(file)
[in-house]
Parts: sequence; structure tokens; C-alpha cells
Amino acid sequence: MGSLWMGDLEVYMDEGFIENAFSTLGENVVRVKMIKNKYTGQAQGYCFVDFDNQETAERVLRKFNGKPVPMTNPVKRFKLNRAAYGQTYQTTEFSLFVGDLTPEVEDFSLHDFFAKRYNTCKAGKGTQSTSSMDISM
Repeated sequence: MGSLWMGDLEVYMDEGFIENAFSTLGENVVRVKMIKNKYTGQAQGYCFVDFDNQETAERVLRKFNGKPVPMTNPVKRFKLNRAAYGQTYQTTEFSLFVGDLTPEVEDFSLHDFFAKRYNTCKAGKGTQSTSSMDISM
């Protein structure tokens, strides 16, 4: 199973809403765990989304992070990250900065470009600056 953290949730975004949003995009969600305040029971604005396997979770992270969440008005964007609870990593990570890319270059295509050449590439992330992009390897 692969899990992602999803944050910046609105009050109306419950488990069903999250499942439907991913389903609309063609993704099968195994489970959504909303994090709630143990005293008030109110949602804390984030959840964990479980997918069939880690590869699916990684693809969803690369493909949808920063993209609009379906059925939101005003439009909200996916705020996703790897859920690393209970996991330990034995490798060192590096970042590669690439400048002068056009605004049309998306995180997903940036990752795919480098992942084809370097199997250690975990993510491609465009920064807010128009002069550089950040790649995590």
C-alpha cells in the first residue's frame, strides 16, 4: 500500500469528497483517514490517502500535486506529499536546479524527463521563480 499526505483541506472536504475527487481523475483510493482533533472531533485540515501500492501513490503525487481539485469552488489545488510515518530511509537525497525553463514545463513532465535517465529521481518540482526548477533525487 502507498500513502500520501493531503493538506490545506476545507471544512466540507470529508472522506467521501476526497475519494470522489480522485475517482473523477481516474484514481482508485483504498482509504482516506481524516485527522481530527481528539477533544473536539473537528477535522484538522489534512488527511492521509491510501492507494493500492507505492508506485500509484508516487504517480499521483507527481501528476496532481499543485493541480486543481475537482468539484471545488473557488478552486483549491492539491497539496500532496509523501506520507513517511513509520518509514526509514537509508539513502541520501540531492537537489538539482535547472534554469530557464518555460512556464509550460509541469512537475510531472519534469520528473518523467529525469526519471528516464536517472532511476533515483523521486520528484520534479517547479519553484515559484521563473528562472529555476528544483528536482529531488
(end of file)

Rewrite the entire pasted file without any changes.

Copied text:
[in-house]
Parts: sequence; structure tokens; C-alpha cells
Amino acid sequence: MGSLWMGDLEVYMDEGFIENAFSTLGENVVRVKMIKNKYTGQAQGYCFVDFDNQETAERVLRKFNGKPVPMTNPVKRFKLNRAAYGQTYQTTEFSLFVGDLTPEVEDFSLHDFFAKRYNTCKAGKGTQSTSSMDISM
Repeated sequence: MGSLWMGDLEVYMDEGFIENAFSTLGENVVRVKMIKNKYTGQAQGYCFVDFDNQETAERVLRKFNGKPVPMTNPVKRFKLNRAAYGQTYQTTEFSLFVGDLTPEVEDFSLHDFFAKRYNTCKAGKGTQSTSSMDISM
């Protein structure tokens, strides 16, 4: 199973809403765990989304992070990250900065470009600056 953290949730975004949003995009969600305040029971604005396997979770992270969440008005964007609870990593990570890319270059295509050449590439992330992009390897 692969899990992602999803944050910046609105009050109306419950488990069903999250499942439907991913389903609309063609993704099968195994489970959504909303994090709630143990005293008030109110949602804390984030959840964990479980997918069939880690590869699916990684693809969803690369493909949808920063993209609009379906059925939101005003439009909200996916705020996703790897859920690393209970996991330990034995490798060192590096970042590669690439400048002068056009605004049309998306995180997903940036990752795919480098992942084809370097199997250690975990993510491609465009920064807010128009002069550089950040790649995590």
C-alpha cells in the first residue's frame, strides 16, 4: 500500500469528497483517514490517502500535486506529499536546479524527463521563480 499526505483541506472536504475527487481523475483510493482533533472531533485540515501500492501513490503525487481539485469552488489545488510515518530511509537525497525553463514545463513532465535517465529521481518540482526548477533525487 502507498500513502500520501493531503493538506490545506476545507471544512466540507470529508472522506467521501476526497475519494470522489480522485475517482473523477481516474484514481482508485483504498482509504482516506481524516485527522481530527481528539477533544473536539473537528477535522484538522489534512488527511492521509491510501492507494493500492507505492508506485500509484508516487504517480499521483507527481501528476496532481499543485493541480486543481475537482468539484471545488473557488478552486483549491492539491497539496500532496509523501506520507513517511513509520518509514526509514537509508539513502541520501540531492537537489538539482535547472534554469530557464518555460512556464509550460509541469512537475510531472519534469520528473518523467529525469526519471528516464536517472532511476533515483523521486520528484520534479517547479519553484515559484521563473528562472529555476528544483528536482529531488